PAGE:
A macular hole is a condition that affects the very central portion of the retina. A macular hole may occur for a number of reasons—most commonly, the normal aging process. As we age, the Vitreous gel in the back of our eye becomes more liquefied and often results in a Vitreous Detachment with associated floaters. Sometimes, when the Vitreous “pulls,’ it can actually form a macular hole.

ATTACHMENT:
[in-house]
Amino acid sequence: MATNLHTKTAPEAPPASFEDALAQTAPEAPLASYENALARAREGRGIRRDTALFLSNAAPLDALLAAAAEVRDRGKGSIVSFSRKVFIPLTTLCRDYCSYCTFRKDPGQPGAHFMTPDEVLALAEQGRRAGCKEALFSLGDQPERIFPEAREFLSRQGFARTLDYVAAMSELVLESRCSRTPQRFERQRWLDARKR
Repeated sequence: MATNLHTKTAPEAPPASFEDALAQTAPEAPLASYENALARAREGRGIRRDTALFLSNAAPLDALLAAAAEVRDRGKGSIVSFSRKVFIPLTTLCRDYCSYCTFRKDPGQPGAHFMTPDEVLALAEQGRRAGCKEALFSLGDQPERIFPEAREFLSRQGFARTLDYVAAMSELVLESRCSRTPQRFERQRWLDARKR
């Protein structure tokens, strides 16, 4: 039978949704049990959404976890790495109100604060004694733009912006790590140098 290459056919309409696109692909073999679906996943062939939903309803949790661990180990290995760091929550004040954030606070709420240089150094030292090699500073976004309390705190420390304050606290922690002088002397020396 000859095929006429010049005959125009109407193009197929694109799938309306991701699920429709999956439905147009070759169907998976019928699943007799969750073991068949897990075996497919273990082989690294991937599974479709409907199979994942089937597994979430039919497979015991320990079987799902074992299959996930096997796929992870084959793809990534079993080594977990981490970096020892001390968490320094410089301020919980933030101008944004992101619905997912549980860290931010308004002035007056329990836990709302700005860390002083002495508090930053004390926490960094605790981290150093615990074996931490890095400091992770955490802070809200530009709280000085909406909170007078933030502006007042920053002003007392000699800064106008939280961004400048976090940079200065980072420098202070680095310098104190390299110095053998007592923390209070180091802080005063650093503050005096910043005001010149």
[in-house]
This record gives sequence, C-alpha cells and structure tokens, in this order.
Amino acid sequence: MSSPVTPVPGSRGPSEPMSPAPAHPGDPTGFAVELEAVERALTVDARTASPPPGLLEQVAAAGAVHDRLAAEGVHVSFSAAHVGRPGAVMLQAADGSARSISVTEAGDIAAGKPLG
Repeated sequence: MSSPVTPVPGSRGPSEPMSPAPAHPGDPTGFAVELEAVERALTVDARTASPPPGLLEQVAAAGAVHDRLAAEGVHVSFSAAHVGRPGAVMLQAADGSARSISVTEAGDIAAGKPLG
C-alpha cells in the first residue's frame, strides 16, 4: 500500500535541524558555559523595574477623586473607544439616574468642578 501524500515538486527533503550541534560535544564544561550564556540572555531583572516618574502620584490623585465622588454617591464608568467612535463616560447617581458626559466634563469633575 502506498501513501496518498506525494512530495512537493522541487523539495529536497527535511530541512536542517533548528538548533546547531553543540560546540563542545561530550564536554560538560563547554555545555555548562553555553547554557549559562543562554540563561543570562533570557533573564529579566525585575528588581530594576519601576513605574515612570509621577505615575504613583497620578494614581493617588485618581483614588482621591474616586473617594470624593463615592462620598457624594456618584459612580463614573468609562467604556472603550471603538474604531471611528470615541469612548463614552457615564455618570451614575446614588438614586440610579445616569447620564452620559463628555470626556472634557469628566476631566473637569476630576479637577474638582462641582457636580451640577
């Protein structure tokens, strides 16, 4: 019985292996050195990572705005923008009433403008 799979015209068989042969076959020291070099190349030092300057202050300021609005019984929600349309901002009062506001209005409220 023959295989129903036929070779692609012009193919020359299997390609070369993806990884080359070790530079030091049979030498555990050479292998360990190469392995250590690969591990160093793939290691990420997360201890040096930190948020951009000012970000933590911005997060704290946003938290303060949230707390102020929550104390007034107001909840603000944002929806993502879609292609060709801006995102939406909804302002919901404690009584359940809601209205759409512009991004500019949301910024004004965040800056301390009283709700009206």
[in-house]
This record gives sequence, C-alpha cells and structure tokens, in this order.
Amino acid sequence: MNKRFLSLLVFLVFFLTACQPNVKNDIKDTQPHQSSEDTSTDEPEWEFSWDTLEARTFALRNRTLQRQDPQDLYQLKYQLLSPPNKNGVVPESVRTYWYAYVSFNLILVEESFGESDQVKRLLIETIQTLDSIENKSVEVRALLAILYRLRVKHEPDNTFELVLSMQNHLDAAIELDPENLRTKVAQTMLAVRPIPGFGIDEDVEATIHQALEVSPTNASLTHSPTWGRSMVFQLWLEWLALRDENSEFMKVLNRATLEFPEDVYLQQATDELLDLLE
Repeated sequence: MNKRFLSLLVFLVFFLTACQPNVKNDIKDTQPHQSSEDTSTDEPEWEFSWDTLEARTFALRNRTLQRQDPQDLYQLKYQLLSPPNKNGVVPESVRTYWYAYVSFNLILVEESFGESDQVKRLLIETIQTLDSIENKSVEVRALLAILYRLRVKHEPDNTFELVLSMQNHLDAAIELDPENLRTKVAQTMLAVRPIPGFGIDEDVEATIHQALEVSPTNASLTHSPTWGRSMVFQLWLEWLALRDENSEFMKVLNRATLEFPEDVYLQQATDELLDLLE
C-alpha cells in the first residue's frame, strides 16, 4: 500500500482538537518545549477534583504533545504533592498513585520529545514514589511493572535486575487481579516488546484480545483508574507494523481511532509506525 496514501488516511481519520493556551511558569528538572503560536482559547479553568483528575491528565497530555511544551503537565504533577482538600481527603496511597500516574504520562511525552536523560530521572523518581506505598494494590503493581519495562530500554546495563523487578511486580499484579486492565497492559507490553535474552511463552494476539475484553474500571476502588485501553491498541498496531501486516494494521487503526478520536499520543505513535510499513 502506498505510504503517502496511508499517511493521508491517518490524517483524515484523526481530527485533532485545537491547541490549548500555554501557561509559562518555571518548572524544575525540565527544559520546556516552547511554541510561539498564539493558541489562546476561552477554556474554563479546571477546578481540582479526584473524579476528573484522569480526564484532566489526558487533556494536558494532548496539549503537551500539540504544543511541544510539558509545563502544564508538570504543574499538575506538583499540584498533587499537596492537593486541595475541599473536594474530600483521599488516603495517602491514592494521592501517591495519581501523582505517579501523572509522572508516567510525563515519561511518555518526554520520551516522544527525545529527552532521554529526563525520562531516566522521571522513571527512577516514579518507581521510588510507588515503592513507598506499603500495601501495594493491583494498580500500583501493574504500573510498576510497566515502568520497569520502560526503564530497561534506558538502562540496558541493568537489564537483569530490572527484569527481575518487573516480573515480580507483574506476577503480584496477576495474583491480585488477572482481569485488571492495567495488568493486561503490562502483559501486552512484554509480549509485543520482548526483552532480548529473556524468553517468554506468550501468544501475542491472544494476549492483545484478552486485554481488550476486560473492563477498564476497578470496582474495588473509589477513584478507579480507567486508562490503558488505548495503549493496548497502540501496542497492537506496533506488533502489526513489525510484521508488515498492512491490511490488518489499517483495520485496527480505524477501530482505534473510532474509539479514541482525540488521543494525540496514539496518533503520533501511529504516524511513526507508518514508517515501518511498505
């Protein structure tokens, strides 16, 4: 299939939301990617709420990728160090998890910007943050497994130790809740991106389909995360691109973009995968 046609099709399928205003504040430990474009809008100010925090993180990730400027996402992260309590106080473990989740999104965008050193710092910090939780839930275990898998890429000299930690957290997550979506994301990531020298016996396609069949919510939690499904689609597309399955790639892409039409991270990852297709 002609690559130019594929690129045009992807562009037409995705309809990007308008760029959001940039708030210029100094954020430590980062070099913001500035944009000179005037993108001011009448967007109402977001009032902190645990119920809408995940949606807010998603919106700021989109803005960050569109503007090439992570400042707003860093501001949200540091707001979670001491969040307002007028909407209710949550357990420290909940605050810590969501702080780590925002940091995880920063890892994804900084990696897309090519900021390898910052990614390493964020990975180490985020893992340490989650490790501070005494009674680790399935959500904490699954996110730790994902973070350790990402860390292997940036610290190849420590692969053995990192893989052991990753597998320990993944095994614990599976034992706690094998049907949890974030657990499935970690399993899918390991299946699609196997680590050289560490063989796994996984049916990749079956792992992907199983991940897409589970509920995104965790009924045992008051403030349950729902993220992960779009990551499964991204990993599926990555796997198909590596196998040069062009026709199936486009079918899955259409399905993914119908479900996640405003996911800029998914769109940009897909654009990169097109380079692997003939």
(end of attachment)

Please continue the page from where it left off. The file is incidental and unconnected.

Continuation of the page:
At first a macular hole may only cause a small blurry or distorted area in the center of vision. As the hole grows over several weeks or months, central vision progressively worsens. Peripheral vision is not affected, and there is low risk of complete blindness.
While some macular holes resolve on their own, in most cases surgery is required to effectively restore vision. An outpatient procedure, known as a vitrectomy, is performed to replace the vitreous gel. A gas bubble is then injected into the eye to help close the hole. As the eye heals, the fluid is naturally replaced.